R.W.Toothill and their stylish 1960s sofas and chairs

R.W.Toothill and their stylish 1960s sofas and chairs

As so often happens with pieces that don’t appear for sale very often , we get the opportunity to buy a number of things within a short period of time . Having bought a stylish Toothill sofa and chairs that we’d never had before , within 3 days we get offered the same model of sofa . Then 3 or 4 weeks later we manage to source 2 Toothill Wentworth sofas , one in amazing vintage condition with original bright orange upholstery . Also coming through our doors are 2 identical afromosia armchairs . We’ll go many months and not get the chance to buy any really nice Toothill pieces .

We’re currently doing some research on the company which was founded by Reg Toothill in Newton Aycliffe after the 2nd World War . His original business was making loose covers for existing sofas . Wartime and Post War restrictions greatly limited production of new furniture , and even in the early 1950s it was extremely difficult for new manufacturers to make furniture particularly as wood was severely rationed and only available to larger makers . If you couldn’t buy a new sofa whether it was because there was so little available or down to cost , the only alternative was to have an existing one re-done , and loose covers were a lot cheaper than full re-upholstery .

As far as we know Toothill never fixed labels to their sofas and chairs , but certain models like The Wentworth are so individual and recognisable that sellers often do know the make . We’ve recently seen a 1964 catalogue and discovered the model name which until now has not been generally known .

Toothill mainly used afromosia in the 1960s for their frames and detailing . It’s sometimes called African teak , but it’s not actually from the teak family , and is darker and hard to work with . It was also used by Guy Rogers of Liverpool for their equally stylish sofas and chairs in the early 1960s , but they later moved on to using teak , whereas Toothill seemed to have stuck with afromosia for much longer . In furniture A Younger used it in the late 1950s and early 1960s , and other makers such as G Plan used it for handles and edging to give a darker contrast to teak well into the 1970s . The show frames on Toothill pieces we see will have been solid , but the table ends on the Wentworth sofas must just be veneered , as we’ve seen one where somebody has gone through the veneer !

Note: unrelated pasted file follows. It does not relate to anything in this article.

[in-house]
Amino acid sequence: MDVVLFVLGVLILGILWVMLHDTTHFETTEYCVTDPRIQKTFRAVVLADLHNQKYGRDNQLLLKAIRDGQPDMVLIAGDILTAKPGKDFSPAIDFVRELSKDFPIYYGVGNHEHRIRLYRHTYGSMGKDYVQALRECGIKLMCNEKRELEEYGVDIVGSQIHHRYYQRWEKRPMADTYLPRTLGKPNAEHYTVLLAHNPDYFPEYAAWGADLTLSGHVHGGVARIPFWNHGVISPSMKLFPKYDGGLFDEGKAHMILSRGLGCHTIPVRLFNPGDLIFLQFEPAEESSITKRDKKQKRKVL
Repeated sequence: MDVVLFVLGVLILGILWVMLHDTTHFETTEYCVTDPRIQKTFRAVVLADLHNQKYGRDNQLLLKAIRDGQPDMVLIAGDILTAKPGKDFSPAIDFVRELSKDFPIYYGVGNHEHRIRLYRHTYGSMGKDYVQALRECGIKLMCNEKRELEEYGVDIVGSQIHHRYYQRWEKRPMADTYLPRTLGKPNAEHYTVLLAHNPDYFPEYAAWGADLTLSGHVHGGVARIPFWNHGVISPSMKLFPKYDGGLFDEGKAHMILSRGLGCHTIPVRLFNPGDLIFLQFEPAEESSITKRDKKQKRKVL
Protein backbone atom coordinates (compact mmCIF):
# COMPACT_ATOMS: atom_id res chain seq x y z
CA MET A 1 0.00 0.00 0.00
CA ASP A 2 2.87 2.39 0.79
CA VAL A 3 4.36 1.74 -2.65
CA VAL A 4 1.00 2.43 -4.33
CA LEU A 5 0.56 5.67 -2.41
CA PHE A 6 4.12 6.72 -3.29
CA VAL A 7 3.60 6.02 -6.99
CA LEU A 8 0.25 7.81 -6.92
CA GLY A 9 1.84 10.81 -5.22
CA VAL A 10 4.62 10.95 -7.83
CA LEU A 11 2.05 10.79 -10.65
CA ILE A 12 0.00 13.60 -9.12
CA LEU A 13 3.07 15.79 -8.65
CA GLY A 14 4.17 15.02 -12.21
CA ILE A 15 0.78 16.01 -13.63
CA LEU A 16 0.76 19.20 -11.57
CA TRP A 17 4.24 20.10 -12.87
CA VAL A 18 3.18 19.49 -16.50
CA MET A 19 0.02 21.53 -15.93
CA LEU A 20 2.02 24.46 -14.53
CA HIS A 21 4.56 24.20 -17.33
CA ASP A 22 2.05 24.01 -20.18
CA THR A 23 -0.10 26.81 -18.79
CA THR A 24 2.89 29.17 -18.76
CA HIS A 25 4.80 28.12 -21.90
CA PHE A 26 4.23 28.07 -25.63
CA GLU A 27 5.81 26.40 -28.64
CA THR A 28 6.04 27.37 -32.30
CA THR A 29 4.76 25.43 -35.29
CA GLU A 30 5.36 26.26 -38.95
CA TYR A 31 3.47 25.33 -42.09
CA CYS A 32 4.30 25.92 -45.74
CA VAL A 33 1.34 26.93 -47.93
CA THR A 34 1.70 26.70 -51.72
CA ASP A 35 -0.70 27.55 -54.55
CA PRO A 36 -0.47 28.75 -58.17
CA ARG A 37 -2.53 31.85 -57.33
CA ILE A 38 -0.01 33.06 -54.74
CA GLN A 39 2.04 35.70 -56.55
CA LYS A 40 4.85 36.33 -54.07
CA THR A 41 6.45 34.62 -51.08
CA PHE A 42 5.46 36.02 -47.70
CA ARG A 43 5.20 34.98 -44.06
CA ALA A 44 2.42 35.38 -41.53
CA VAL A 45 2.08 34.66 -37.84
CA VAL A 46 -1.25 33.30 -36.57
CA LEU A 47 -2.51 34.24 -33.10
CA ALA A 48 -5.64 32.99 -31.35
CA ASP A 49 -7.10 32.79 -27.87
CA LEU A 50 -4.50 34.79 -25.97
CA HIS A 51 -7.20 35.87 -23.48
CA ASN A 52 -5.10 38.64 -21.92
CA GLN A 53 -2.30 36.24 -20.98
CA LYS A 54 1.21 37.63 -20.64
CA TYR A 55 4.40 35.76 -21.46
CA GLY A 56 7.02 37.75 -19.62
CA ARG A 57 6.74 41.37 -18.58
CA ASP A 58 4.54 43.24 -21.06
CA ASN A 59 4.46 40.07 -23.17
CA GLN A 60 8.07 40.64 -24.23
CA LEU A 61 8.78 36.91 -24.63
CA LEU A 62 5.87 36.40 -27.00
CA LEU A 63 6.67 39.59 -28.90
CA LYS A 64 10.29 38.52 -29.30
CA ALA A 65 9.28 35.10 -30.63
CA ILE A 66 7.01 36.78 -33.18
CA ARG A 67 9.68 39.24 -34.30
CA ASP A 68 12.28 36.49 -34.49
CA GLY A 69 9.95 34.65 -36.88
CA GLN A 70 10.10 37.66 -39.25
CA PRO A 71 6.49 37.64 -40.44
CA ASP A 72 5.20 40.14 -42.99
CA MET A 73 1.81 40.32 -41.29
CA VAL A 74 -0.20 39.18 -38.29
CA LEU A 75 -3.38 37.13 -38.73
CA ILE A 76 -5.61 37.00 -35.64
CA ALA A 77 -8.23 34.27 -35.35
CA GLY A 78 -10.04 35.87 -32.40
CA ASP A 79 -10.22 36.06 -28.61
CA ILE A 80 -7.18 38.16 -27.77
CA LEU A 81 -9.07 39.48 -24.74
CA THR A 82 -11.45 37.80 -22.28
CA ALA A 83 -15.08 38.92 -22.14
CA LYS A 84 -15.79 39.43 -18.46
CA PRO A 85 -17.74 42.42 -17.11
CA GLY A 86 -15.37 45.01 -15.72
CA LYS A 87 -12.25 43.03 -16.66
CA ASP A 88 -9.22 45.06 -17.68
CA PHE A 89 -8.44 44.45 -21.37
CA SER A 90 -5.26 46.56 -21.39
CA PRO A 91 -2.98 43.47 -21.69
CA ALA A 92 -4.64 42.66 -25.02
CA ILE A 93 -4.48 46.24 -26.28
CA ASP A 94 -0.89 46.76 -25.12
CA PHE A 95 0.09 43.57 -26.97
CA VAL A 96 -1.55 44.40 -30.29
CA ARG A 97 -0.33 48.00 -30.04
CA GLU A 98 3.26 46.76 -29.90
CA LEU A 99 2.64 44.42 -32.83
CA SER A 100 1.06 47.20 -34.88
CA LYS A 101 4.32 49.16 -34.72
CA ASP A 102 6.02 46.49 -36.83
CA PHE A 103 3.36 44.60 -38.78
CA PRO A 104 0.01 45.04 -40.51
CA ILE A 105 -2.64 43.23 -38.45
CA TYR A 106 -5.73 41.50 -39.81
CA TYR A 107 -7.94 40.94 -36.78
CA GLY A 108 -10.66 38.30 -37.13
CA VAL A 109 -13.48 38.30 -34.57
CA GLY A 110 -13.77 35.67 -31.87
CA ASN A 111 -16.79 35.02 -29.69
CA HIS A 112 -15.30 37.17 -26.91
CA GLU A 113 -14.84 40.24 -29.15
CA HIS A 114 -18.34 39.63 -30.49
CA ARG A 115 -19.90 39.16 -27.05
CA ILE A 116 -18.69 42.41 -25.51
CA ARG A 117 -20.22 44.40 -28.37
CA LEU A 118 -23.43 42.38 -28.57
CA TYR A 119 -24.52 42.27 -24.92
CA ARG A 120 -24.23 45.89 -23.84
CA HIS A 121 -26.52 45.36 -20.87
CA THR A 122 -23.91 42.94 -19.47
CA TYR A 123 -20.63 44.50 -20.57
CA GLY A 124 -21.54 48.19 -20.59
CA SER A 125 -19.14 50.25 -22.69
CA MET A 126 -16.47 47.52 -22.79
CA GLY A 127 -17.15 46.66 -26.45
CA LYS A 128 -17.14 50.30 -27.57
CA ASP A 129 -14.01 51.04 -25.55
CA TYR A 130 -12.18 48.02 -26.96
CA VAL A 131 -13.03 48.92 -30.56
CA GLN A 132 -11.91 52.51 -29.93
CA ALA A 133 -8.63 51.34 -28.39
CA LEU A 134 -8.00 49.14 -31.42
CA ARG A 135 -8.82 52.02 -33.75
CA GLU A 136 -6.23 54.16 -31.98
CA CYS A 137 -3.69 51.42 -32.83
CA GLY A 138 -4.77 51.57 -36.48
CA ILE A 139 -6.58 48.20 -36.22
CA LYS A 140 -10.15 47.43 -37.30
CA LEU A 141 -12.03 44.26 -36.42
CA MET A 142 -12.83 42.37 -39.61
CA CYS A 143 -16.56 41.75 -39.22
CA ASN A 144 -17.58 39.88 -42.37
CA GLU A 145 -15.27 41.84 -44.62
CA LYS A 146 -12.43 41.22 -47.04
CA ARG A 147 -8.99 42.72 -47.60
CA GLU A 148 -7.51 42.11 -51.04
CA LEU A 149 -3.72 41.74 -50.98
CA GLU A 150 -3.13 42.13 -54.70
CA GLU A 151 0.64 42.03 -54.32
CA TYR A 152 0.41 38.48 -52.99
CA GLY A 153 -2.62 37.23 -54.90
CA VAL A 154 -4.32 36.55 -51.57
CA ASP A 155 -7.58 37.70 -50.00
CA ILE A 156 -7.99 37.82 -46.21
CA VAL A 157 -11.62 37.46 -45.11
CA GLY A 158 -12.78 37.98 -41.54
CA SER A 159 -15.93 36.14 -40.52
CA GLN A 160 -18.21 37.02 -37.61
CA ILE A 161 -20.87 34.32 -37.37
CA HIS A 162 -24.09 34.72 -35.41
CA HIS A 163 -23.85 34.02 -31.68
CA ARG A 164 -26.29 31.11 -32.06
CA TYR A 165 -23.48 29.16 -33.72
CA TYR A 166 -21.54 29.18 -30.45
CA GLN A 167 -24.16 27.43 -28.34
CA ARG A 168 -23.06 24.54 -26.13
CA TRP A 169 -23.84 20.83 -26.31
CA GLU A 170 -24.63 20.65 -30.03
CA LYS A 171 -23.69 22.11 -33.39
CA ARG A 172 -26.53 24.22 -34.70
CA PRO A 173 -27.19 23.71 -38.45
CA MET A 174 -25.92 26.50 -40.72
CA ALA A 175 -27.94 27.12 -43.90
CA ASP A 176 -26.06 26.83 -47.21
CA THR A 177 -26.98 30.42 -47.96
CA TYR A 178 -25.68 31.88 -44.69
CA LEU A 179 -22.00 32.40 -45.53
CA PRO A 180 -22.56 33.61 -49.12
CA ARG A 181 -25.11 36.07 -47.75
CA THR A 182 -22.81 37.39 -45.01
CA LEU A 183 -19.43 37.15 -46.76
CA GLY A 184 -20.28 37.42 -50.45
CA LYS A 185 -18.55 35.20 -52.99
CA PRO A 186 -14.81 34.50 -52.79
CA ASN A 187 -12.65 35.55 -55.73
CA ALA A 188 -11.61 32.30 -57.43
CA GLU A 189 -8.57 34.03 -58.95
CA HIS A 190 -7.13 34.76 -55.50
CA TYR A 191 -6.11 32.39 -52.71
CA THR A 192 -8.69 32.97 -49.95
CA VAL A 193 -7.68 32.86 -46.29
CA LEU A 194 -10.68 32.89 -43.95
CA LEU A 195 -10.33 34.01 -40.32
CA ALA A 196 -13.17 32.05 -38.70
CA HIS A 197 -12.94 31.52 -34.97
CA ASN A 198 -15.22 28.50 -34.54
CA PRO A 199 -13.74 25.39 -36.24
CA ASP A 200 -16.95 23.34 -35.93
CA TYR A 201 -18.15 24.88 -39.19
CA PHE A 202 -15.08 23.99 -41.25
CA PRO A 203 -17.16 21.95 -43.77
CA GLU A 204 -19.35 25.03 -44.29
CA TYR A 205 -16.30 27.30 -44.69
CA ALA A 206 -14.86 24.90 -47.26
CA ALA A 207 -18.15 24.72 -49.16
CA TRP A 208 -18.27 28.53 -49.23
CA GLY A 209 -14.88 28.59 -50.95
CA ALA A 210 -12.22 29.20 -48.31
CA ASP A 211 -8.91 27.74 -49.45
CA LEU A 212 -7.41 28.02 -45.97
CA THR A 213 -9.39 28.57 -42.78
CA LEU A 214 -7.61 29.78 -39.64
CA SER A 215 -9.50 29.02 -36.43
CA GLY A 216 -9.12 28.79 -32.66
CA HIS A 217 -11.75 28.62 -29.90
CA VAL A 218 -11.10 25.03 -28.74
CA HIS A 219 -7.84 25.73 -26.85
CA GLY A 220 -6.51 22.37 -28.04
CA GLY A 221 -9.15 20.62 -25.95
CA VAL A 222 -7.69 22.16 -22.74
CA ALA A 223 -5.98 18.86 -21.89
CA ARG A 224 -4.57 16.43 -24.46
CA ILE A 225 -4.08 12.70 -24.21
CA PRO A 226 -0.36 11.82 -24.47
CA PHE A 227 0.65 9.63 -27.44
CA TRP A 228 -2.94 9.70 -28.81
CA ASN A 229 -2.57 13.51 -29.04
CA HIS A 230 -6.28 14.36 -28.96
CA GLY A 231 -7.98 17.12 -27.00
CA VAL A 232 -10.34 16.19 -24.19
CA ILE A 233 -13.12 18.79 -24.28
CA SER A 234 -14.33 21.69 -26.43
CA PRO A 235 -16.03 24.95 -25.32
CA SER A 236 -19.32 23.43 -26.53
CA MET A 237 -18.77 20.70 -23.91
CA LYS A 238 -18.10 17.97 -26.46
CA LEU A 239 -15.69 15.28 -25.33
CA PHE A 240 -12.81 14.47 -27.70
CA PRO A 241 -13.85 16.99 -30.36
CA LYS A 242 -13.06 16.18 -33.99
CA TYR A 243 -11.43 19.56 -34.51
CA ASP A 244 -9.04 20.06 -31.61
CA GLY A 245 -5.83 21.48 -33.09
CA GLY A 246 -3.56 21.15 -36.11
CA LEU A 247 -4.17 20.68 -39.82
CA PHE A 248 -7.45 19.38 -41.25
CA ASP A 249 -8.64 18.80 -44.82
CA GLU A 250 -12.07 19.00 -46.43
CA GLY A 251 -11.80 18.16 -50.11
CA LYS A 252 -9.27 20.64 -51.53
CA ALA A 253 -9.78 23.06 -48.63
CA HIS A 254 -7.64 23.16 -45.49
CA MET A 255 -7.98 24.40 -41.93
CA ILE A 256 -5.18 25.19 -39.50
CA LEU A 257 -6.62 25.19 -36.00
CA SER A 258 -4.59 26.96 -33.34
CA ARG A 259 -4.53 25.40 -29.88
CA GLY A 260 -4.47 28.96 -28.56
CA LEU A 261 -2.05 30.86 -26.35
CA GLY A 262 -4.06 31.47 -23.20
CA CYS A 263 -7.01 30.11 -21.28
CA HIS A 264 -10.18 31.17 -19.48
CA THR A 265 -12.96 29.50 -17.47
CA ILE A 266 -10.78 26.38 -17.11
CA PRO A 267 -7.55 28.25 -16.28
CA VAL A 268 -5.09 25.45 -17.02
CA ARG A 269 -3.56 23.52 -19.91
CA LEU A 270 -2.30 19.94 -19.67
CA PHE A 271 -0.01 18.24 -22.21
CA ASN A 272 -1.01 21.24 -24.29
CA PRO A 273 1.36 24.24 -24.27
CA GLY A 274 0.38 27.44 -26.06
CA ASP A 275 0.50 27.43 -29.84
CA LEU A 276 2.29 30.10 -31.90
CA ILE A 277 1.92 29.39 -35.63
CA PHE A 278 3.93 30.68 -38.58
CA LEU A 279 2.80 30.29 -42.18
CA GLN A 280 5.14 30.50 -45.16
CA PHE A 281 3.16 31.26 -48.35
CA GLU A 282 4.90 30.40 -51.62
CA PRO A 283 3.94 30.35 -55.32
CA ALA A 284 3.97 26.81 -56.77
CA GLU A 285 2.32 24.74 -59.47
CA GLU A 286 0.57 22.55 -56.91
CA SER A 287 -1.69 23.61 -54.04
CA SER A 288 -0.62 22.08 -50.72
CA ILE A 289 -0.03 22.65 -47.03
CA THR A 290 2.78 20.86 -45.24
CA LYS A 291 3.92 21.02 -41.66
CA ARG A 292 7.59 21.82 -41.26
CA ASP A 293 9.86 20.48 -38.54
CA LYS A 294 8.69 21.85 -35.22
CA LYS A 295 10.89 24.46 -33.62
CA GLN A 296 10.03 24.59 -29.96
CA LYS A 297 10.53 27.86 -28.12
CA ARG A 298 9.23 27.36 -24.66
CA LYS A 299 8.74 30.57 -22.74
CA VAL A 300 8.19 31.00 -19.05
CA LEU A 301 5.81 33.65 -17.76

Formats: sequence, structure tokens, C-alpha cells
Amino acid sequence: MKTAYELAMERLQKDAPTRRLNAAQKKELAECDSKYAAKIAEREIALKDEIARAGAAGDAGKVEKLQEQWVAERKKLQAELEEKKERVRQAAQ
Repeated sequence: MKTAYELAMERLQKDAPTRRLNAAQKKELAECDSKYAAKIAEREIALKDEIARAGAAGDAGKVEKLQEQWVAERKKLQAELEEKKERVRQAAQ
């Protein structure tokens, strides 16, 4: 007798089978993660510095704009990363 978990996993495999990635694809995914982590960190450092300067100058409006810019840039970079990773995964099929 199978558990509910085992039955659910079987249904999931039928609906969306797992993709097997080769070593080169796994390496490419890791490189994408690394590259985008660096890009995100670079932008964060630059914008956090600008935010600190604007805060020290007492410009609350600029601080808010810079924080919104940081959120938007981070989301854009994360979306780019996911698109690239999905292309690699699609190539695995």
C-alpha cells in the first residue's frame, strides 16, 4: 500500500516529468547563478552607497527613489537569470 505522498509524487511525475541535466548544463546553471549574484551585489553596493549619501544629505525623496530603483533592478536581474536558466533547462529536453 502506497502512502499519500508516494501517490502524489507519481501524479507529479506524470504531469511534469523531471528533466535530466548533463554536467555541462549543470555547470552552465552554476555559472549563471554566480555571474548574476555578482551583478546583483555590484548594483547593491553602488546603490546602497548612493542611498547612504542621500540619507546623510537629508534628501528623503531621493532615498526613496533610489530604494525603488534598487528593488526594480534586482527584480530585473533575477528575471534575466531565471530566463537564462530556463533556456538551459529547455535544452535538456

From what we so far understand Toothills were a medium sized company employing about 100 people with their own fleet of vans . At various times they also fitted out pubs and clubs which fits in with the upholstery side and also made fire surrounds in the 1970s . In 1989 the business was bought by a Swedish company for about £4.5 million ( ?? ) , but not long after closed down . We know what they were making in the 1960s , and have been promised a mid to late 1970s catalogue , so will hopefully have an idea of later models . In the 1960s their main British competition for stylish modern designs would have been Greaves + Thomas of London and Guy Rogers of Liverpool . Greaves + Thomas were taken over c 1968 by Schreiber and soon went down-market , but we don’t know yet what happened to Guy Rogers . Certainly by the late 1970s fashions in the UK were moving back to the traditional styles , and no doubt Toothill would have had to follow the market .